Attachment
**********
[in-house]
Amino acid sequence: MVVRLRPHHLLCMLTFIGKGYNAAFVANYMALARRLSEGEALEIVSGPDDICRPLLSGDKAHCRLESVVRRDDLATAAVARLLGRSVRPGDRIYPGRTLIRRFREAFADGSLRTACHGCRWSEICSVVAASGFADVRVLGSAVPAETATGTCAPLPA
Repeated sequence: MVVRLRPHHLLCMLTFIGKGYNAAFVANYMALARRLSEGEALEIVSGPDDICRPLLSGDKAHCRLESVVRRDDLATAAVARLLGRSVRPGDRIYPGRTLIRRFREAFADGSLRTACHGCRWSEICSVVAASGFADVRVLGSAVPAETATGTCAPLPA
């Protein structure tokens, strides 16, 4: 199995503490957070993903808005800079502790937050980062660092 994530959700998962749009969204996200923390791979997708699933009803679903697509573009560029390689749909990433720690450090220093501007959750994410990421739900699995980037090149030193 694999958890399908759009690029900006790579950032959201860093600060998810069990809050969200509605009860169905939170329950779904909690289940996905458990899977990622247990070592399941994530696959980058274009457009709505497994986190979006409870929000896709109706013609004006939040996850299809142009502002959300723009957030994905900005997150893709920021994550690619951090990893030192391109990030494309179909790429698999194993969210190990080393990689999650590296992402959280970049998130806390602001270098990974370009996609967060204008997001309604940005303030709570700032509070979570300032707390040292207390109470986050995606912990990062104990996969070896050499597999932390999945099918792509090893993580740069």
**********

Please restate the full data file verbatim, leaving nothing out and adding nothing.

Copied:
[in-house]
Amino acid sequence: MVVRLRPHHLLCMLTFIGKGYNAAFVANYMALARRLSEGEALEIVSGPDDICRPLLSGDKAHCRLESVVRRDDLATAAVARLLGRSVRPGDRIYPGRTLIRRFREAFADGSLRTACHGCRWSEICSVVAASGFADVRVLGSAVPAETATGTCAPLPA
Repeated sequence: MVVRLRPHHLLCMLTFIGKGYNAAFVANYMALARRLSEGEALEIVSGPDDICRPLLSGDKAHCRLESVVRRDDLATAAVARLLGRSVRPGDRIYPGRTLIRRFREAFADGSLRTACHGCRWSEICSVVAASGFADVRVLGSAVPAETATGTCAPLPA
């Protein structure tokens, strides 16, 4: 199995503490957070993903808005800079502790937050980062660092 994530959700998962749009969204996200923390791979997708699933009803679903697509573009560029390689749909990433720690450090220093501007959750994410990421739900699995980037090149030193 694999958890399908759009690029900006790579950032959201860093600060998810069990809050969200509605009860169905939170329950779904909690289940996905458990899977990622247990070592399941994530696959980058274009457009709505497994986190979006409870929000896709109706013609004006939040996850299809142009502002959300723009957030994905900005997150893709920021994550690619951090990893030192391109990030494309179909790429698999194993969210190990080393990689999650590296992402959280970049998130806390602001270098990974370009996609967060204008997001309604940005303030709570700032509070979570300032707390040292207390109470986050995606912990990062104990996969070896050499597999932390999945099918792509090893993580740069």